I have a soft spot for the Mini. It was my first car!
So when I got the opportunity to tour the Oxford factory where they are assembled, I jumped at the chance.
A factory industry is a system, with inputs, processes and outputs.
At Oxford the cars are assembled – all the components have already been made and are here put together to produce the car.
The components are inputs to the factory. The engines are made in Birmingham, while a factory in Swindon makes the doors, the body panels and does some sub-assembly, putting smaller parts together so that they are already ready to go onto the car when they arrive at Oxford.
Components are delivered to Oxford by truck. Stock is carefully controlled so that the right things are in the right places at the right time. 200 truck deliveries per day keep the assembly line supplied.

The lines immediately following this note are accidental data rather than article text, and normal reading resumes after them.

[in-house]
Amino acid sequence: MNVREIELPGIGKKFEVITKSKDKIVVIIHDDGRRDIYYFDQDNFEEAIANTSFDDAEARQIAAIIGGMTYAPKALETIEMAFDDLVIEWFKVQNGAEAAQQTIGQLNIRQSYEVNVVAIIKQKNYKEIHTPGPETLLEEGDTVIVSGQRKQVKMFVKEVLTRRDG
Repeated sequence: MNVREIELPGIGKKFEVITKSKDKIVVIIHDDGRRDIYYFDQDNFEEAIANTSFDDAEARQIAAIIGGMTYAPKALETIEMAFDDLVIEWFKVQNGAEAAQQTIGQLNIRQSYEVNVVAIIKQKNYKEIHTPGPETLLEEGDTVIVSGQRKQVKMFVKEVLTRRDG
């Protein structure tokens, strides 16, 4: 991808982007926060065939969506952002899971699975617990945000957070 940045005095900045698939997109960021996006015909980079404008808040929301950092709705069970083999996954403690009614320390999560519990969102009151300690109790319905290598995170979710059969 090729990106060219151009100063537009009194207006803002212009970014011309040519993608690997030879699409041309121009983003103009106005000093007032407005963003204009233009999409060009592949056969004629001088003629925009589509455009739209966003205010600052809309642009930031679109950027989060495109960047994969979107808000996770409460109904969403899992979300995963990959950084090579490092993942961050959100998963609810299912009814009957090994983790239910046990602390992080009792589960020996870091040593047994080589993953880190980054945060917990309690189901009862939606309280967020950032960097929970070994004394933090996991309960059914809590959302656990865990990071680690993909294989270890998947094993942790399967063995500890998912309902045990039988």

Other inputs are less obvious, but anything that is essential to production counts as an input – labour (about 4000 workers), machinery (1000 robots, plus conveyors and other equipment), electric power (from solar panels on the roof, which also supply 850 houses), the buildings themselves and the money that has been invested to set up the factory.
As for the outputs, a new Mini rolls off the end of the production line every 67 seconds. Up to 1000 cars are produced per day and 80% are sold overseas in 110 different countries. A branch from the railway comes directly into the factory and 2 trains per day are loaded with new cars and sent to the port of Southampton for onward shipment.
Other outputs include profit and maybe some waste.
But what actually happens at the Oxford factory? What are the processes? I’ll tell you more about that next week.
Meanwhile check your inbox for a worksheet to use with this post.